From this decision the appellant has appealed. He was represented by Mr AA Lakha and Mr IT Inamdar appeared for the respondent. Mr AA Lakha objected to the extension of time asked for in OS 816 being granted ex parte on August 2, 1979 and described this as the whole subject of the appeal. More specifically, Mr Lakha submitted that OS 816, filed on July 31, 1979, could and should have been served on the appellant before August 4, when the time limit imposed by the Registrar of Titles expired. Service of an originating summons is a prerequisite to any action by the court, and action can only be taken on unserved originating summons in exceptional circumstances and for very good reason, none of which factors, in Mr Lakha’s submission, were present in this case. He pointed to the learned judge’s comment that there was no explanation for the delay of twenty four days between receipt by the respondent of the invalid notice issued by the Registrar of Titles and the filing of the originating summons. In my view there is an explanation and that is self-evident. The respondent, after receiving the notice from the Registrar of Titles, instructed new advocates, who had to familiarize themselves with the facts, refresh their memories as to the law and procedure applicable, draft two originating summonses and one chamber summons, and prepare the supporting affidavits. To have achieved all this by July 31, was no mean achievement. The learned judge did hold, and I agree with him, that there were exceptional circumstances which justified the court using its inherent powers to extend the period of the respondent’s caveat ex parte, and he instanced the great need to serve on the caveatee, the latter might have been unavailable through temporary absence or for some other reason, and there would have been a real risk of the caveat being removed by the Registrar of Titles. For these reasons, I would dismiss the first three grounds of appeal, which are directed against the making of the ex parte of the ex parte order extending time.
Ground 4 and 5 are to the effect that the ex parte order should have been discharged, because —
a) the procedure relating to dispensation of service had not been followed, and
b) no undertaking as to damages had been given.
In this connection, Mr Lakha referred us to the case of Mohamed v Haidara  EA 166, in which Spry VP expressed the opinion that an application for the extension of a caveat should be treated in the same way as an application for an interlocutory injunction. Mustafa JA said that for his part he would prefer to reserve to a future occasion the question whether the same principles apply to the extension of a caveat as to the granting of an interlocutory injunction. The third member of the Court merely said “I agree”, presumably to the order that the appeal be allowed. On my reading of Spry VP’s judgment, it seems to me that in equating an application for the extension of a caveat with an application for an interlocutory injunction, the learned VP only had in mind the requirement for the applicant in each case to show that the inconvenience he would suffer from the refusal of an injunction is greater than that which the respondent would suffer from the grant of one. I see no reason to apply any different principles as regards the extension of a caveat.”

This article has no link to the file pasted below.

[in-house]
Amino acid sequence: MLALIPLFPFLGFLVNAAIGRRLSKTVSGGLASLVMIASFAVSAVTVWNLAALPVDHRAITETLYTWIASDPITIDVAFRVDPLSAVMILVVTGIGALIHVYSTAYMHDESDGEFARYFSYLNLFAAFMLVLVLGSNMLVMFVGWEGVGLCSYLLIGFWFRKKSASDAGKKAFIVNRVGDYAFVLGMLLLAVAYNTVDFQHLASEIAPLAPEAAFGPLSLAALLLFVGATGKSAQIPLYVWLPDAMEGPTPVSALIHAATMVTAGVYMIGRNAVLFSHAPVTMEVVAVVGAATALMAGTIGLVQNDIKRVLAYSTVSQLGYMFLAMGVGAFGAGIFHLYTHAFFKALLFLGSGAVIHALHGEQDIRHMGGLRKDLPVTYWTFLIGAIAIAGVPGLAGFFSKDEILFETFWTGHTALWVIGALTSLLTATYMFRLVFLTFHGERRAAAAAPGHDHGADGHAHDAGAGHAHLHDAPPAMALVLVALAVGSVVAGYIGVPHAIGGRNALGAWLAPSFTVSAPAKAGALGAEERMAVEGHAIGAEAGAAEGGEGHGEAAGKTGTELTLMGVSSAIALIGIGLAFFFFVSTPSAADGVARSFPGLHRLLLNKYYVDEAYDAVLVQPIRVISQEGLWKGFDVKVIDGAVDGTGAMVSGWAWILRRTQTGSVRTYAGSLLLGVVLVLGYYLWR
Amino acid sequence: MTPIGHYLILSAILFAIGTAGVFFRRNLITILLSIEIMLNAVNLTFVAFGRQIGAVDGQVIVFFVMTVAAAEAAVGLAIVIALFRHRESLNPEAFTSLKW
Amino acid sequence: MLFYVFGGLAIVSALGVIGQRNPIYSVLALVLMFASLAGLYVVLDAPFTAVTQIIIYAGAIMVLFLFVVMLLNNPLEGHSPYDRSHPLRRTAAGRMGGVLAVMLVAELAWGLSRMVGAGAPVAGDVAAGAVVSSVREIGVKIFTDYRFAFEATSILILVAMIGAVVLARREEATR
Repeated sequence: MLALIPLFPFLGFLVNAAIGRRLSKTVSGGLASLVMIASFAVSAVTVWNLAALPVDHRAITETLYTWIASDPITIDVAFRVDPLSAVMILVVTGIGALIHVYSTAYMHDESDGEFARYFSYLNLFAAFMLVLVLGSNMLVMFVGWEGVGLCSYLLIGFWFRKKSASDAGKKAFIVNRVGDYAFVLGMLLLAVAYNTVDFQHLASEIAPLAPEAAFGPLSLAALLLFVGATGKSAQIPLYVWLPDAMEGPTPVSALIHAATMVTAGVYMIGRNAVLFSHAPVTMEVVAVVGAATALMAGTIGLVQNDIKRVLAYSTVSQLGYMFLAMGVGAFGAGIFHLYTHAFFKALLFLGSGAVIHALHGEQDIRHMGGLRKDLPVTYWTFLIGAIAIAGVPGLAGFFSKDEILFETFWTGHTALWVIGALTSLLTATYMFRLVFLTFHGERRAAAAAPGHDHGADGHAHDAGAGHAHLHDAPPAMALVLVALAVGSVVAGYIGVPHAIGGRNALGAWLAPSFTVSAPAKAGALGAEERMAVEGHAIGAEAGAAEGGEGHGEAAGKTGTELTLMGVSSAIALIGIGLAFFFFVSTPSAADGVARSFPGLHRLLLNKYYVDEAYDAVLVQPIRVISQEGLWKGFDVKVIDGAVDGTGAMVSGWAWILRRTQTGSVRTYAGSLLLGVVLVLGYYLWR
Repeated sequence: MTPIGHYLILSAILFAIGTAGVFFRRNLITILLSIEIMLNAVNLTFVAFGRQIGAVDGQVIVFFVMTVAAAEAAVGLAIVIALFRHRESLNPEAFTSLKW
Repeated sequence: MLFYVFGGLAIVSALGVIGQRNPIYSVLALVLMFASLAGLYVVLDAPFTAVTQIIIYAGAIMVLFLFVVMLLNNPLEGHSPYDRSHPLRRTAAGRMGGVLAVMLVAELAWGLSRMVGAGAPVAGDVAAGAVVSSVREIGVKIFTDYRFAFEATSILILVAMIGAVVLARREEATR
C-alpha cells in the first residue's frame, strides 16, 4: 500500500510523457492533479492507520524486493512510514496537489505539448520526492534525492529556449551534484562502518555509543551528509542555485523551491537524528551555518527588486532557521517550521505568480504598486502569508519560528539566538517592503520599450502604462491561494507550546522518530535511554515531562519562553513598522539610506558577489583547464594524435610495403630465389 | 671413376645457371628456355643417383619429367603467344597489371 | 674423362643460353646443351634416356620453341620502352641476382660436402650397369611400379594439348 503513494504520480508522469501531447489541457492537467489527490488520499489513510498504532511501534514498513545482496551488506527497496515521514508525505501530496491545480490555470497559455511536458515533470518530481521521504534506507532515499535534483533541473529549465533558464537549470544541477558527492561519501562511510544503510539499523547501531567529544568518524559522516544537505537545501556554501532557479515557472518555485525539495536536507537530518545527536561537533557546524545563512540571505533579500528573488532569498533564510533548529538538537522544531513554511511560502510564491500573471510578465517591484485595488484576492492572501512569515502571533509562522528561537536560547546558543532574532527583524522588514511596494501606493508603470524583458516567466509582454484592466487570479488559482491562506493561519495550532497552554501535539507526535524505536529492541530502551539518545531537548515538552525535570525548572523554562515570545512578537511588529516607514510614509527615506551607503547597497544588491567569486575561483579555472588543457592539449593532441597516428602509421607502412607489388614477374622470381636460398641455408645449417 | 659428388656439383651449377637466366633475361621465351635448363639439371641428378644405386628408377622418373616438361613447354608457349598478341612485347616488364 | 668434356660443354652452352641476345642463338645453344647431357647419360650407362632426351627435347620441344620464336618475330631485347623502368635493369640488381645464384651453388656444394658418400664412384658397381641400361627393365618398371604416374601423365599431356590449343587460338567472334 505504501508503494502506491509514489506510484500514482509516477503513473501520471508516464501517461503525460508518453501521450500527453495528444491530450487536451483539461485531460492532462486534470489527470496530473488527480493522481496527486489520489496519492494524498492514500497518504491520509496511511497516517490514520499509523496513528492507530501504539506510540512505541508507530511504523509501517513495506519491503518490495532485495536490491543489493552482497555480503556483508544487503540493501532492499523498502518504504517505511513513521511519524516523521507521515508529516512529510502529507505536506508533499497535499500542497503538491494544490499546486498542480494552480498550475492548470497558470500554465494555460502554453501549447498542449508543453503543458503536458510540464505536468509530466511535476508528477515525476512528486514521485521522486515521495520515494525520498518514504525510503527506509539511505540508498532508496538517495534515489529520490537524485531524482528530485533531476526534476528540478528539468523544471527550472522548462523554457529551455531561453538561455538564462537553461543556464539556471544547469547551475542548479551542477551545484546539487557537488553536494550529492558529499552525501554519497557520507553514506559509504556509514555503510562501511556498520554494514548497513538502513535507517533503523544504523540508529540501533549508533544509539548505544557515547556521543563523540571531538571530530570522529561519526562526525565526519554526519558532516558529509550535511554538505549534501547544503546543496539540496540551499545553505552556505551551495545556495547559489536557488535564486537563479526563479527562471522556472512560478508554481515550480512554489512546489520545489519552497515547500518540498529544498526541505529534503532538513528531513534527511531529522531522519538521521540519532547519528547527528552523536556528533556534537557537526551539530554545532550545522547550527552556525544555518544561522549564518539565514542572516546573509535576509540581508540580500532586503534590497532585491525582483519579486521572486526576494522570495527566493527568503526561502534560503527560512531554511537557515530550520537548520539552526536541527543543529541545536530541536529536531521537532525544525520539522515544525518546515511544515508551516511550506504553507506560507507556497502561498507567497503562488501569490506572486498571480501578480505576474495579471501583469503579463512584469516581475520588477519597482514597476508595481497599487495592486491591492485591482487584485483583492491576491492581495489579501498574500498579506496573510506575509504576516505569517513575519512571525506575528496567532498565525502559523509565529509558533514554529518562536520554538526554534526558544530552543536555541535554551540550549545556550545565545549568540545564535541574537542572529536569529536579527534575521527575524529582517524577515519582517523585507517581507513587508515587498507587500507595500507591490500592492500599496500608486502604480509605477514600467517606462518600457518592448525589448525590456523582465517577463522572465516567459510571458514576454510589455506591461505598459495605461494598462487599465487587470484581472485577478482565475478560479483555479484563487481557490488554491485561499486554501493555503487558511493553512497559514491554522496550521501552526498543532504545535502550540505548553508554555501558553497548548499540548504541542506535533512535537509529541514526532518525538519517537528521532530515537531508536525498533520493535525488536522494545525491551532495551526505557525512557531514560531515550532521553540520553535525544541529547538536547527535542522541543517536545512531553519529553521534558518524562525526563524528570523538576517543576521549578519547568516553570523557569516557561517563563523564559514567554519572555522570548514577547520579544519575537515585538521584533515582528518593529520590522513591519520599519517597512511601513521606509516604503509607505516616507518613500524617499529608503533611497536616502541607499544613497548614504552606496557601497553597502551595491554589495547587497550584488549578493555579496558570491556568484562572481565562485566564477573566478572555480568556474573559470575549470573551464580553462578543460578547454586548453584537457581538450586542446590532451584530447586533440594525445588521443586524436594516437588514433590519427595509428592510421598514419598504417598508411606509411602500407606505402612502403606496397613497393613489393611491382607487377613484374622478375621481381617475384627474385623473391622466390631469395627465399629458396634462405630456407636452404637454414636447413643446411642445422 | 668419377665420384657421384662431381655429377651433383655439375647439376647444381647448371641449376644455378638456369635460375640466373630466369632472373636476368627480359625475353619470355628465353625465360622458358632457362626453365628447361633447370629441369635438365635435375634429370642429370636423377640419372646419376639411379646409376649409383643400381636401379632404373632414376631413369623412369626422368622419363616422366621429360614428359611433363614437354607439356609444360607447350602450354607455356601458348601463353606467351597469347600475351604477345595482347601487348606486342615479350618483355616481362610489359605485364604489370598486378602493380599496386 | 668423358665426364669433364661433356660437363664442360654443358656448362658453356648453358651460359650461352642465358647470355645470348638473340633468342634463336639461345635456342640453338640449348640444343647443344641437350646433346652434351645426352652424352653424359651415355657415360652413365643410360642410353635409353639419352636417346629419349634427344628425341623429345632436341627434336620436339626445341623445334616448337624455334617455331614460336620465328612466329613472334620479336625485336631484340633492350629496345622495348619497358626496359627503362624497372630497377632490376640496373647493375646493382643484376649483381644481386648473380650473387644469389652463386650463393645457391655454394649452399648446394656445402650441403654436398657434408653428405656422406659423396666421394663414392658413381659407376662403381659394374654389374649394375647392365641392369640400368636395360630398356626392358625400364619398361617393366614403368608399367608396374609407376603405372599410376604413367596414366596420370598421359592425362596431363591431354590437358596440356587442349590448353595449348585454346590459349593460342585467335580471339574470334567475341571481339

Spry VP did not say that the other principles relating to interlocutory injunctions should be applied to extensions of caveats, and, to the extent to which he did go, I see no reason to differ from what he said. For instance, he did not suggest that an appellant for an extension of a caveat must give an undertaking as to damages. Such a person is already under a statutory liability to compensate any person who may have sustained damage by reason of the wrongful lodging or continuing of a caveat, by Section (12) of Section 57 of the Act, and no further undertaking as to damages is required from him. As regards the requirement of service of an originating summons, spry Ag P in Mutual Benefits Ltd v Patel  EA 496 held that service was a prerequisite to the entertaining of an application to extend time, but that failure to effect service does not deprive a court of jurisdiction to entertain an ex parte application in the exercise of its inherent powers, but then only in exceptional circumstances and for very good reason. Order XXXIX rule 3 of the Civil Procedure Rules requires notice of an application for a temporary injunction to be given to the opposite party “in all cases before granting the injunction, but I agree with Mr. Inamdar that there is no need to import this provision into Section 57(2) of the Act, which provides its own procedure, and includes the necessity for service. But, as Kneller J pointed out in his ruling, although there was no formal application for dispensation of service, the extension was granted by him not under Section 57(2) but in the exercise of the court’s inherent powers for doing so. It was a matter for the court’s discretion which I see no reason to think was exercised otherwise than judicially and reasonably in this case. I would dismiss grounds 4 and 5.
Ground 6 is to the effect that the learned judge should have held that the ex parte order made by him was spent and ought to have been discharged. Mr Lakha submitted that as the caveat was extended “pending disposal and determination” of OS 815, and as OS 815 was disposed of when Kneller J ordered that it be dismissed on December 17, 1979, the ex parte order then became spent and should have been discharged by the learned judge in his ruling of April 21, 1980. Mr Inamdar submitted that “disposal and determination” meant final disposal. That is what the respondent asked for in the final paragraph of his affidavit in support of OS 816. There was an immediate appeal against the dismissal of OS 815, and that appeal was a rehearing and continuation of OS 815. The order dismissing OS 815 has been reversed on appeal, so that OS 815 has been reinstated and has not been finally disposed of or determined. The same applies to OS 816 which has not yet been heard. I agree with these submissions, and with the learned judge’s holding, that in the circumstances of this case, his ex parte order of August 2, 1979, was not spent when he delivered his ruling of April 21, 1980. For these reasons, I would dismiss this appeal, with costs.
As Miller and Potter JJA agree, it is so ordered.
Dated and Delivered at Nairobi this 27th day of November 1980.
JUDGE OF APPEAL
JUDGE OF APPEAL
JUDGE OF APPEAL
I certify that this is a true copy of the